This map of House election results from the New York Times dramatically conveys the state of democracy on the ground. Because the entire House stands for election every two years, the results express the state of local sentiment better than Senate elections can.
The map does not correct for population density, so one must bear in mind that some of the vast red areas represent relatively few people. Still, it’s sobering to contemplate the restricted appeal of a Democratic ethos. Just think of all the Americans, living in all the varied settings pictured on this map, to whom Democratic party principles no longer appeal. Democratic strength is extremely limited geographically, whereas, as David Brooks points out, it’s hard to deny that Republican conservatism represents the mainstream. It’s ironic, because red regions contain many people who use and benefit from the sorts of programs and services that Democrats perennially champion and defend. Well-being is not all that drives people to the polls.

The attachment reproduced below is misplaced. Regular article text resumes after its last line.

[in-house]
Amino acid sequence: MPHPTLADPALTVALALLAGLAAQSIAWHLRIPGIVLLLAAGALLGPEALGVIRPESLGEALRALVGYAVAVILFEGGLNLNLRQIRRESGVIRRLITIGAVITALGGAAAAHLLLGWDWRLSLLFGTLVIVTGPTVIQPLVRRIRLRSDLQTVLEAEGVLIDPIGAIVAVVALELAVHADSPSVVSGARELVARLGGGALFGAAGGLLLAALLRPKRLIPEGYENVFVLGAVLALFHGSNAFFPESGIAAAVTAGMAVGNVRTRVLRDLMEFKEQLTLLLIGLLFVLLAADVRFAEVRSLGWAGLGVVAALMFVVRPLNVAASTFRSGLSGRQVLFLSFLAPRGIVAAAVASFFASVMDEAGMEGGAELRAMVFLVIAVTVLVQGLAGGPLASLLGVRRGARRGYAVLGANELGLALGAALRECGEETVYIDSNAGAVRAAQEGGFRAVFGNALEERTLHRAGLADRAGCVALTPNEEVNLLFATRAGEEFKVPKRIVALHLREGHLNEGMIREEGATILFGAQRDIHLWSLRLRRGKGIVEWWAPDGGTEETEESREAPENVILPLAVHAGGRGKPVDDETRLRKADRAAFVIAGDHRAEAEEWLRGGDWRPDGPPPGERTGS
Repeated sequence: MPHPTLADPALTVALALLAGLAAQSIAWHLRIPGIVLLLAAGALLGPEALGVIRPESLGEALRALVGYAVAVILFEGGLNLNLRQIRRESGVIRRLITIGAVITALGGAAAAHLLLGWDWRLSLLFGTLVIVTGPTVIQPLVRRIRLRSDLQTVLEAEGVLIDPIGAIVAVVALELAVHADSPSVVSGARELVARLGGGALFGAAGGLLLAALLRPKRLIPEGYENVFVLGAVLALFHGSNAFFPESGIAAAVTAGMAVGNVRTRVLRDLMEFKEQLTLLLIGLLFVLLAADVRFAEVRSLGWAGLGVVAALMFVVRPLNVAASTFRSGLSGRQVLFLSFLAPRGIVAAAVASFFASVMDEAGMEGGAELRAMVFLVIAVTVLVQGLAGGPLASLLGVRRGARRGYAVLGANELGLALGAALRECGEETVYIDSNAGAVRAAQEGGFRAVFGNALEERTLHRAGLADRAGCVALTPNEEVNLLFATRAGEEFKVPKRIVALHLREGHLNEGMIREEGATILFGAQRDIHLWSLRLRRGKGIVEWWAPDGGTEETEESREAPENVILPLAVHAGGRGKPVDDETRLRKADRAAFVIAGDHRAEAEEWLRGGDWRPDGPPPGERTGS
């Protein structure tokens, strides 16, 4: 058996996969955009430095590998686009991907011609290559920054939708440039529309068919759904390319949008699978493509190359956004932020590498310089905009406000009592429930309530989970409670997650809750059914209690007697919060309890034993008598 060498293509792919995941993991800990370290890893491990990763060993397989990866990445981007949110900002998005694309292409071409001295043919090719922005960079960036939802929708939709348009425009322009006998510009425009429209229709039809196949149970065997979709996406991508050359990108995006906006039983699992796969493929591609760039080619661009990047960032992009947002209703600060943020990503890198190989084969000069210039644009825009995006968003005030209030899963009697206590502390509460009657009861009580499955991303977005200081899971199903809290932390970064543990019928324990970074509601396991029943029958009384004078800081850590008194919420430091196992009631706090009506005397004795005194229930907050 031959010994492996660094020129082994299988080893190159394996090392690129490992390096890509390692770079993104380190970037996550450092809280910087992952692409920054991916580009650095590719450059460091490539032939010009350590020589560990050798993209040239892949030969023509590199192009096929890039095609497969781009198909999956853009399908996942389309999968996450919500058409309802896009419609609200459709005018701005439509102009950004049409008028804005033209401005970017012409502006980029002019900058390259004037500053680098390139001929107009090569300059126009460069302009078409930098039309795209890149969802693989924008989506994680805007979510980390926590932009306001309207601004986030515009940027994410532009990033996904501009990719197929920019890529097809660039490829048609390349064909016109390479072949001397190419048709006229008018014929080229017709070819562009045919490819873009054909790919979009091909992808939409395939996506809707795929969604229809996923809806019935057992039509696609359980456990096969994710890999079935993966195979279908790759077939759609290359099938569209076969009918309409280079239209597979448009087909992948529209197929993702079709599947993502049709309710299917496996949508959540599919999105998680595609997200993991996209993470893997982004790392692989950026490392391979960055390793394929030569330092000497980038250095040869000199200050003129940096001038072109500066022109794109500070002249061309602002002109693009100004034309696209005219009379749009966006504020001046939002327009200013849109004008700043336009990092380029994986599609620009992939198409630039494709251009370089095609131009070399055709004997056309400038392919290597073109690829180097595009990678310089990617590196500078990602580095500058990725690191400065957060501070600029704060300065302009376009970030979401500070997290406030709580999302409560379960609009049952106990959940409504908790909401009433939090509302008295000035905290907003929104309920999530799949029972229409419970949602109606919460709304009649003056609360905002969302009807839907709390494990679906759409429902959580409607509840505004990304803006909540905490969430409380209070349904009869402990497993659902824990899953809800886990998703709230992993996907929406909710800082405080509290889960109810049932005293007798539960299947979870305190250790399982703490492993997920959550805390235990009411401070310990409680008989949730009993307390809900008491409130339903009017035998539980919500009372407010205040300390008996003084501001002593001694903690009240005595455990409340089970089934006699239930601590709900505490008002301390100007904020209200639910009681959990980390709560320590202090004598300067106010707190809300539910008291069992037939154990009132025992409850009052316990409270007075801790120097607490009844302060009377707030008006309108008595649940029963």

The Democratic Party’s ethos no longer resonates with such voters culturally. Instead, the party has become identified mainly with the coastal and urban regions where more educated people tend to gather. Looking at this map, it’s easy to understand why ‘mainstream’ Americans resent the undue influence that urban elites exercise through the media.
Many Democrats I know, convinced of the morality and truth of their views, do not see a need to proselytize. I once asked a liberal friend why she didn’t volunteer to canvas in Democratic campaigns, and she said, “I guess it’s because I’m right—and I think that, if other people can’t see that, there’s nothing I can do.” It’s a shame, because the Democratic Party is becoming irrelevant to a huge natural constituency of small-town and working-class Americans who are just getting by. In those broad regions where Democratic leaders are giving up, an important strain of political culture may one day die.
The Enduring Republican Grip on the House (NYT)